Jump to ContentJump to Main Navigation
Henry James, Oscar Wilde and Aesthetic Culture$
Users without a subscription are not able to see the full content.

Michele Mendelssohn

Print publication date: 2007

Print ISBN-13: 9780748623853

Published to Edinburgh Scholarship Online: March 2012

DOI: 10.3366/edinburgh/9780748623853.001.0001

Show Summary Details
Page of

PRINTED FROM EDINBURGH SCHOLARSHIP ONLINE (www.edinburgh.universitypressscholarship.com). (c) Copyright Edinburgh University Press, 2022. All Rights Reserved. An individual user may print out a PDF of a single chapter of a monograph in ESO for personal use.date: 25 May 2022

‘Wild Thoughts and Desire! Things I Can’t Tell You – Words I Can’t Speak!’: The Drama of Identity in The Importance of Being Earnest and Guy Domville

‘Wild Thoughts and Desire! Things I Can’t Tell You – Words I Can’t Speak!’: The Drama of Identity in The Importance of Being Earnest and Guy Domville

Chapter:
(p.163) Chapter 4 ‘Wild Thoughts and Desire! Things I Can’t Tell You – Words I Can’t Speak!’: The Drama of Identity in The Importance of Being Earnest and Guy Domville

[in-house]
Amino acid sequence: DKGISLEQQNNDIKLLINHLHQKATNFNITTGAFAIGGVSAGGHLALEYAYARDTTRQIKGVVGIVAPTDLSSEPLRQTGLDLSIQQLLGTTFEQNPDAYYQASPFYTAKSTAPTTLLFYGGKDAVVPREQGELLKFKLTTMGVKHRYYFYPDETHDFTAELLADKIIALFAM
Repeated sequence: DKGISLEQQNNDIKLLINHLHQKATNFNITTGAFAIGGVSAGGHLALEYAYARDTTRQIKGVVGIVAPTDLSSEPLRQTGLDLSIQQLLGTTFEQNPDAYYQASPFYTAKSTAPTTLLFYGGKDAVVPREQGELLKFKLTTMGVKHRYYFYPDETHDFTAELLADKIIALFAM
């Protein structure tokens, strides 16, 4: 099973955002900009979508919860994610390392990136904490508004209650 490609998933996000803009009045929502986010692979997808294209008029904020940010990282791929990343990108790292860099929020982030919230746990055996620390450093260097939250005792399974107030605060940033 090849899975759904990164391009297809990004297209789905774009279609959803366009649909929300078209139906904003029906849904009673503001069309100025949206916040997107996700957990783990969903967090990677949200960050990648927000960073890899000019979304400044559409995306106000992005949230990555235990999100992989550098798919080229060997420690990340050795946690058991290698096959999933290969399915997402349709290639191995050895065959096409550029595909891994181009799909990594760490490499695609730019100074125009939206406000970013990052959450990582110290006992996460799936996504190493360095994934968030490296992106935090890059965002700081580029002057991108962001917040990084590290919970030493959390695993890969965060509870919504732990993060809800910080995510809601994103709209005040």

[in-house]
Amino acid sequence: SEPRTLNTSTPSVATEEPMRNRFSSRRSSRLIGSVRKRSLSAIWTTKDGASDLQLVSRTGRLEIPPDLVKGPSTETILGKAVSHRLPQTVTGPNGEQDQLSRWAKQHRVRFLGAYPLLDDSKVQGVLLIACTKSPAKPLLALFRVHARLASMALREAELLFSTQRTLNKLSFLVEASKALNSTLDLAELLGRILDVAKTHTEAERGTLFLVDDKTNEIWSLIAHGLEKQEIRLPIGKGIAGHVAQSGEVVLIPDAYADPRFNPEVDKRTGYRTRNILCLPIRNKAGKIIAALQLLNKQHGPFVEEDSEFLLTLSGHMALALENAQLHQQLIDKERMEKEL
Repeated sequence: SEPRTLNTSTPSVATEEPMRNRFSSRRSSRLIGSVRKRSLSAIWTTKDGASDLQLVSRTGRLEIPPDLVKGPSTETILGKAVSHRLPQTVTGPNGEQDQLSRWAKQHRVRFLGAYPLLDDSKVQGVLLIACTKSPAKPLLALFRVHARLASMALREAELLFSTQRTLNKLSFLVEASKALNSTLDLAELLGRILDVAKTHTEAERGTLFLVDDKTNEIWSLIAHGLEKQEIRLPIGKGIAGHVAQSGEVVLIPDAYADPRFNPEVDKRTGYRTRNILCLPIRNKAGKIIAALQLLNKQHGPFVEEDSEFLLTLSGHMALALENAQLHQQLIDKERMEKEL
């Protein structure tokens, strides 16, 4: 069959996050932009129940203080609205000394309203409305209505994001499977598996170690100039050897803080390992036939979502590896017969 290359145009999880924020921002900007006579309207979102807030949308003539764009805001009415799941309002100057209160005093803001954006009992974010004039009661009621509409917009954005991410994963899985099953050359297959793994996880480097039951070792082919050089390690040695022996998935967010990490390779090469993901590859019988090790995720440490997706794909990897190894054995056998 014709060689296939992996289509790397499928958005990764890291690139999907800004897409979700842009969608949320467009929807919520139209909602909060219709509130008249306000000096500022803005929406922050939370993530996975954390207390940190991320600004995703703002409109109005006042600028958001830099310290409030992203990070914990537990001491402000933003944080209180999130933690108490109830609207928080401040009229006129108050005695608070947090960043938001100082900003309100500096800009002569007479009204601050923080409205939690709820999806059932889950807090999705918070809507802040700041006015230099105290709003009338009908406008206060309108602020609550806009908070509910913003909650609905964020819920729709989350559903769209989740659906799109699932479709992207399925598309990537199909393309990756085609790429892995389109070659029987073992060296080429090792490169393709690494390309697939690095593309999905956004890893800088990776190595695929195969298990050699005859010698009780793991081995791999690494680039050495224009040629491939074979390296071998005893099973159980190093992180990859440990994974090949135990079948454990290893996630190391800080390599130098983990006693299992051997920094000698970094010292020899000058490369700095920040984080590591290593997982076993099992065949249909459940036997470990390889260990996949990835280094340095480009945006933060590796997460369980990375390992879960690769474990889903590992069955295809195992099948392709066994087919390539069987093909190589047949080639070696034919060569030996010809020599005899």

Source:
Henry James, Oscar Wilde and Aesthetic Culture
Author(s):

Michèle Mendelssohn

Publisher:
Edinburgh University Press
DOI:10.3366/edinburgh/9780748623853.003.0005

Oscar Wilde's vigorous rejection and absorption of James McNeill Whistler and Henry James demonstrates that he reinvented himself and Aestheticism by successfully challenging assumptions about artistic legitimacy. The close of the nineteenth century saw the articulation of a discourse of male homosexuality because of what the public dramatisation of Wilde's trial entailed, and this new idiom of transgressive selfhood is latent in James's Guy Domville and Wilde's The Importance of Being Earnest. The century's sexual turning point is thus closely intertwined with another crisis in aesthetic culture, as Wilde's trial forever changed the way the movement would be perceived. These plays expose the personal cost of transgression against normative masculinity and their historical context also inscribes this concern into a larger project, namely, Wilde's and James's attempts to represent the effect of transgressive desires and behaviours on identity.

Keywords:   Henry James, Oscar Wilde, Aestheticism, homosexuality, transgressive selfhood, Guy Domville, The Importance of Being Earnest, plays, transgression, identity

Edinburgh Scholarship Online requires a subscription or purchase to access the full text of books within the service. Public users can however freely search the site and view the abstracts and keywords for each book and chapter.

Please, subscribe or login to access full text content.

If you think you should have access to this title, please contact your librarian.

To troubleshoot, please check our FAQs, and if you can't find the answer there, please contact us.